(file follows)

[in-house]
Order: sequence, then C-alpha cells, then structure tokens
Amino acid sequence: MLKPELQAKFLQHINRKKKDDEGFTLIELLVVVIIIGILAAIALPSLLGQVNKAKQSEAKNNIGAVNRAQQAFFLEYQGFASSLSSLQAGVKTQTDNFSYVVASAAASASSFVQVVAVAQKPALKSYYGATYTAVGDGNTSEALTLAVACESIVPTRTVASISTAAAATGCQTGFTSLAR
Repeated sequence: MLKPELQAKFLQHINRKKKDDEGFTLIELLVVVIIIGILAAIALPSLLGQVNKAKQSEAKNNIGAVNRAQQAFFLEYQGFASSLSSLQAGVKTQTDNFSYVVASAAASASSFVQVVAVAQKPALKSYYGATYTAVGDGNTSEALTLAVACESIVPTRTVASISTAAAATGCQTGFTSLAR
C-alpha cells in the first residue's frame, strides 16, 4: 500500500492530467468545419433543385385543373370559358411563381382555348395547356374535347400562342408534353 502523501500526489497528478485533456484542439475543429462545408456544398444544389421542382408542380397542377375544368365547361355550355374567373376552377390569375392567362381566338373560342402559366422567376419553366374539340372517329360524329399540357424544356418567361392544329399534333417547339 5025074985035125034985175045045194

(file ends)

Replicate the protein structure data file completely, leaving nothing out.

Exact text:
[in-house]
Order: sequence, then C-alpha cells, then structure tokens
Amino acid sequence: MLKPELQAKFLQHINRKKKDDEGFTLIELLVVVIIIGILAAIALPSLLGQVNKAKQSEAKNNIGAVNRAQQAFFLEYQGFASSLSSLQAGVKTQTDNFSYVVASAAASASSFVQVVAVAQKPALKSYYGATYTAVGDGNTSEALTLAVACESIVPTRTVASISTAAAATGCQTGFTSLAR
Repeated sequence: MLKPELQAKFLQHINRKKKDDEGFTLIELLVVVIIIGILAAIALPSLLGQVNKAKQSEAKNNIGAVNRAQQAFFLEYQGFASSLSSLQAGVKTQTDNFSYVVASAAASASSFVQVVAVAQKPALKSYYGATYTAVGDGNTSEALTLAVACESIVPTRTVASISTAAAATGCQTGFTSLAR
C-alpha cells in the first residue's frame, strides 16, 4: 500500500492530467468545419433543385385543373370559358411563381382555348395547356374535347400562342408534353 502523501500526489497528478485533456484542439475543429462545408456544398444544389421542382408542380397542377375544368365547361355550355374567373376552377390569375392567362381566338373560342402559366422567376419553366374539340372517329360524329399540357424544356418567361392544329399534333417547339 5025074985035125034985175045045194